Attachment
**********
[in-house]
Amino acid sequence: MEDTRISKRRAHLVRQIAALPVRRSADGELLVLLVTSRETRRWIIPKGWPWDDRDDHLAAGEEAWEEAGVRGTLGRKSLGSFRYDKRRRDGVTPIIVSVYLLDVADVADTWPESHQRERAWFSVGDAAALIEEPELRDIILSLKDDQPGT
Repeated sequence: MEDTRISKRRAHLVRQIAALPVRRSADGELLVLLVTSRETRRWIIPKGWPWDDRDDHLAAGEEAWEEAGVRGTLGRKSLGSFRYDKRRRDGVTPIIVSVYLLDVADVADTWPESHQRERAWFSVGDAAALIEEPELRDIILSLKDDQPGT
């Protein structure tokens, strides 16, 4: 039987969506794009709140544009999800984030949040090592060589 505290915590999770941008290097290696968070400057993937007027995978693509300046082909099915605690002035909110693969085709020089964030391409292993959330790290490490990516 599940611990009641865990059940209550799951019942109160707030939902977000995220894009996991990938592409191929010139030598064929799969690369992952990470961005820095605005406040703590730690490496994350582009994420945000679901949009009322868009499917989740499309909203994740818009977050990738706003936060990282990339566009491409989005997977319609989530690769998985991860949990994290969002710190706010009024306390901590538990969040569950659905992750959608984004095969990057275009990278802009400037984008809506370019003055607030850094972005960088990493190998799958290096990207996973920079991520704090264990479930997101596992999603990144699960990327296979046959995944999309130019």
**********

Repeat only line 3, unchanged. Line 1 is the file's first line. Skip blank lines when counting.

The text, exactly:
Repeated sequence: MEDTRISKRRAHLVRQIAALPVRRSADGELLVLLVTSRETRRWIIPKGWPWDDRDDHLAAGEEAWEEAGVRGTLGRKSLGSFRYDKRRRDGVTPIIVSVYLLDVADVADTWPESHQRERAWFSVGDAAALIEEPELRDIILSLKDDQPGT